Though its structure was found to be unconstitutional, the Consumer Financial Protection Bureau is arguing old decisions can be fixed through the process of ratification as its case against the nation’s largest student loan servicer heads toward trial.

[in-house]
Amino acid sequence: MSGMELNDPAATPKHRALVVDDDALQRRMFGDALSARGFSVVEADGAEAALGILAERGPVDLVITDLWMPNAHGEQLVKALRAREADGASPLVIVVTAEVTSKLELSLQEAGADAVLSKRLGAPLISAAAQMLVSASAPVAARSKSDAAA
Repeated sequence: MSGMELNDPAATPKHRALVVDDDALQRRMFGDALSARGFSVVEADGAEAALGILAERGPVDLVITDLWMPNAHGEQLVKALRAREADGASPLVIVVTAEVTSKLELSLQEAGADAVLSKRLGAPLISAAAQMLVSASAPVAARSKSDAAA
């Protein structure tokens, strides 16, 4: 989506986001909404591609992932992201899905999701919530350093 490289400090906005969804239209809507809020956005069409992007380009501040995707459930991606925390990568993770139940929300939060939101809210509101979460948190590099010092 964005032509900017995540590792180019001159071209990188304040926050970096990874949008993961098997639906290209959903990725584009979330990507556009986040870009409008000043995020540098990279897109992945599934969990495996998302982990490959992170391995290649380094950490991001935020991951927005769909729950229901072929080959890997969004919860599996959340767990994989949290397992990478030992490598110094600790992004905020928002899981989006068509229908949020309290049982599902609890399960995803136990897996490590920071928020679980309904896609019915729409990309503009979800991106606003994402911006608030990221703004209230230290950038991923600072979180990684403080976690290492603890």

The agency’s authority came into question when the U.S. Supreme Court ruled this year that its director position was designed in a way that kept it from being accountable to anyone – including the President – because the director couldn’t be fired without cause.

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